The 103G is another choice for players wanting a "small" bass trombone mouthpiece or a larger tenor mouthpiece. It is very similar to a Bach 3G and one step larger than the 4G.
The 103G is also popular as a euphonium mouthpiece. It has an ID similar to a Wick 4AL, but the cup is deeper and more funnel shaped at the bottom than the Wick counterpart.
The Wedge 103G and 102G are very similar in size, with the 103 adding a little extra room.
Material - These mouthpieces can be made in either Delrin or Acrylic plastic. Here is a comparison of their characteristics:
- Feels softer on the chops because it has more give than metal. This is a great advantage for players with braces.
- Not as slippery as silver, giving more grip.
- Added grip makes Delrin mouthpieces feel smaller than their metal counterparts with the same size designation.
- Not as smooth as metal, so some players may feel slight chop irritation for the first day or two while they adjust.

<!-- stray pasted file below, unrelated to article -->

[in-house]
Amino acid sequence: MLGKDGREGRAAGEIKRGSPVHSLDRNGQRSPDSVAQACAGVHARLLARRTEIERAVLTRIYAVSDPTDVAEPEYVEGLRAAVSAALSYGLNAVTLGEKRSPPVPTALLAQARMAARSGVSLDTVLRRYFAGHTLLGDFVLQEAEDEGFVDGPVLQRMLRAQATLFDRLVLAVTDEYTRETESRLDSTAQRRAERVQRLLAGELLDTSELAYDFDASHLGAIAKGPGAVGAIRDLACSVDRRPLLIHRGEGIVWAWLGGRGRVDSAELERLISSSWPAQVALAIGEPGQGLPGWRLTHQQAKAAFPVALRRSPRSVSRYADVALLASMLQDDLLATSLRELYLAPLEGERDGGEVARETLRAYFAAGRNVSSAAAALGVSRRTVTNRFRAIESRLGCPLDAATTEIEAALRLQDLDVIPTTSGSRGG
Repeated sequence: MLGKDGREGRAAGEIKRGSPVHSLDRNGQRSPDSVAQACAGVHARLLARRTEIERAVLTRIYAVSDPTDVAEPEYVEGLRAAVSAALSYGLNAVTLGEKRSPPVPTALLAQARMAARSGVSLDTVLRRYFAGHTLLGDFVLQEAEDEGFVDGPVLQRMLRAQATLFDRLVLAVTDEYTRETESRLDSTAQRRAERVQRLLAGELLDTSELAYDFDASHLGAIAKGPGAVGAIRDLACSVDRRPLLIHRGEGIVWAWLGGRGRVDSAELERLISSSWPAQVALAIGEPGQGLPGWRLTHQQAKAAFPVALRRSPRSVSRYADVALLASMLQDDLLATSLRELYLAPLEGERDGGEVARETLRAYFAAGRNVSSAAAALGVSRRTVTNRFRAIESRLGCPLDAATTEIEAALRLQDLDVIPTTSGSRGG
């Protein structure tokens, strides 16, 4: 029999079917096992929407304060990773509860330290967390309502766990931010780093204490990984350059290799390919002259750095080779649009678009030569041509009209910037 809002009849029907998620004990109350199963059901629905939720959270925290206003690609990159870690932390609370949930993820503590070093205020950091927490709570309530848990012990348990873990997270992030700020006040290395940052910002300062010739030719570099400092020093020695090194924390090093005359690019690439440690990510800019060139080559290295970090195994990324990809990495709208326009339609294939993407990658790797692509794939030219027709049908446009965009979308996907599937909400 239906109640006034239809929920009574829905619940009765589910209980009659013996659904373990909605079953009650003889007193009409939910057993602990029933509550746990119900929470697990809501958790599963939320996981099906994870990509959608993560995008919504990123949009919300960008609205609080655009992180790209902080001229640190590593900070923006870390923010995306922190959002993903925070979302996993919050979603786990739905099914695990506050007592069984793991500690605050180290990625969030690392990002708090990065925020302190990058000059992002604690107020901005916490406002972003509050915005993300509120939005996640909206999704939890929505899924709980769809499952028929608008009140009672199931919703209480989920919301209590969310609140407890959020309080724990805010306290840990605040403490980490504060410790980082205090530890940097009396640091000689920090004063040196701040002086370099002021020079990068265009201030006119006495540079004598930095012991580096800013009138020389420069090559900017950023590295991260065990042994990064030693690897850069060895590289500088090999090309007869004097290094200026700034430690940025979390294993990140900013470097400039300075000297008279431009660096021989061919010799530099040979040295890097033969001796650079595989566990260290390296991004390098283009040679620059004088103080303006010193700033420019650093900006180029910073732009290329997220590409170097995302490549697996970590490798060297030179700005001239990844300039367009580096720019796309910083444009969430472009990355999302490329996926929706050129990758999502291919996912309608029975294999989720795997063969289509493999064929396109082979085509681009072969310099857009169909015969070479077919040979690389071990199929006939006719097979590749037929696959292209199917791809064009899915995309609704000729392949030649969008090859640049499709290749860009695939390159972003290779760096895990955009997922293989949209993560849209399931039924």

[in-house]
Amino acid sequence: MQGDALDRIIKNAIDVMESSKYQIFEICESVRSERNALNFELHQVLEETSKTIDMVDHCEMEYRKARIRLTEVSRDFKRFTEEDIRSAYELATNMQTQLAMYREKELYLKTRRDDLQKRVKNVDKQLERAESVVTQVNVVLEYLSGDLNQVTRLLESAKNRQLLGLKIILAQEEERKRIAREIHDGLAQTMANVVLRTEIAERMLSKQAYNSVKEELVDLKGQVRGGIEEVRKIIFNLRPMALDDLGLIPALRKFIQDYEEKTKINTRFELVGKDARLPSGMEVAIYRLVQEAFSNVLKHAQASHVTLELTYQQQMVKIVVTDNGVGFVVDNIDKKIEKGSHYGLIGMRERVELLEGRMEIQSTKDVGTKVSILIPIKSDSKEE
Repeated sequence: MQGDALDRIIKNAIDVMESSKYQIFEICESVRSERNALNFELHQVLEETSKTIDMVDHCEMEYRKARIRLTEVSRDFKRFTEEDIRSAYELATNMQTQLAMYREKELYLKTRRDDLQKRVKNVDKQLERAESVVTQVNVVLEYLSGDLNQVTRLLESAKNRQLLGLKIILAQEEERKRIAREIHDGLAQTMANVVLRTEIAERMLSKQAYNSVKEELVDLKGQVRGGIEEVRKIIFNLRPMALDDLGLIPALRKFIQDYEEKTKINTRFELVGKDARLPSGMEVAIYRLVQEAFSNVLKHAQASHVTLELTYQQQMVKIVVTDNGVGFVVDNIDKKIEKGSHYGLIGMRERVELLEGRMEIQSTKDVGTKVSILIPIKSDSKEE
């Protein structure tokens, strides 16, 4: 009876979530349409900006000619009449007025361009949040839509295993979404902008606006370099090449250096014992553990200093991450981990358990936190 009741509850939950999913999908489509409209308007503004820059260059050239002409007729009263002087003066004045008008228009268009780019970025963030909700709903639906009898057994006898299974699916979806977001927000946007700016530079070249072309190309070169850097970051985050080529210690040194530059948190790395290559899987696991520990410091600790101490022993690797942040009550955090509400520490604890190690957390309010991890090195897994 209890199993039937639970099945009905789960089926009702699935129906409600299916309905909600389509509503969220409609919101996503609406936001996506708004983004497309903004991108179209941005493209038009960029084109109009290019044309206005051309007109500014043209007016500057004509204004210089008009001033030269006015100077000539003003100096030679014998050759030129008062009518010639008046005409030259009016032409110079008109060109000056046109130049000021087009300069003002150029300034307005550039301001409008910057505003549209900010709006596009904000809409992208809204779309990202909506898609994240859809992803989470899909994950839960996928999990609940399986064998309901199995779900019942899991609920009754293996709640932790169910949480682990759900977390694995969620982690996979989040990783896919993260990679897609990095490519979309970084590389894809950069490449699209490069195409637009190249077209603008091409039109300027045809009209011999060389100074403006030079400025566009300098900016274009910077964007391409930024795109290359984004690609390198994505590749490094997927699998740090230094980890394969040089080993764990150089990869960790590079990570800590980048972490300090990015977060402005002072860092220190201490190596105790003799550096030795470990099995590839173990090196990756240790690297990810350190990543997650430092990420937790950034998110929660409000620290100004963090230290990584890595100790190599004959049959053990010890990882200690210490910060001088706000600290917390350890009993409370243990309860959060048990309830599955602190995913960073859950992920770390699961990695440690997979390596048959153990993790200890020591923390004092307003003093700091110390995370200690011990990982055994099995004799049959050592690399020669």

- More comfortable to play in cold weather because they feel warm on the chops.
- Plastic mouthpieces are more responsive than brass, making soft entries more secure.
- Articulation less crisp with less point at the front of the note compared to brass.
- Darker sound than brass.
- Less core in the sound compared to brass.
- Feels softer than brass but less soft and Delrin on the chops.
- Less slippery than metal but more slippery than Delrin.
- Grip intermediate between Delrin and silver.
- Feel slightly smaller than the metal counterparts.
- Smoother than Delrin, very similar to silver.
- Comfortable to play in cold weather.
- Responsive to soft articulation.
- Articulation is clearer than Delrin, very similar to metal.
- Sound is slightly darker than brass and brighter than Delrin.
- More core in the sound than Delrin, but not as much core as metal.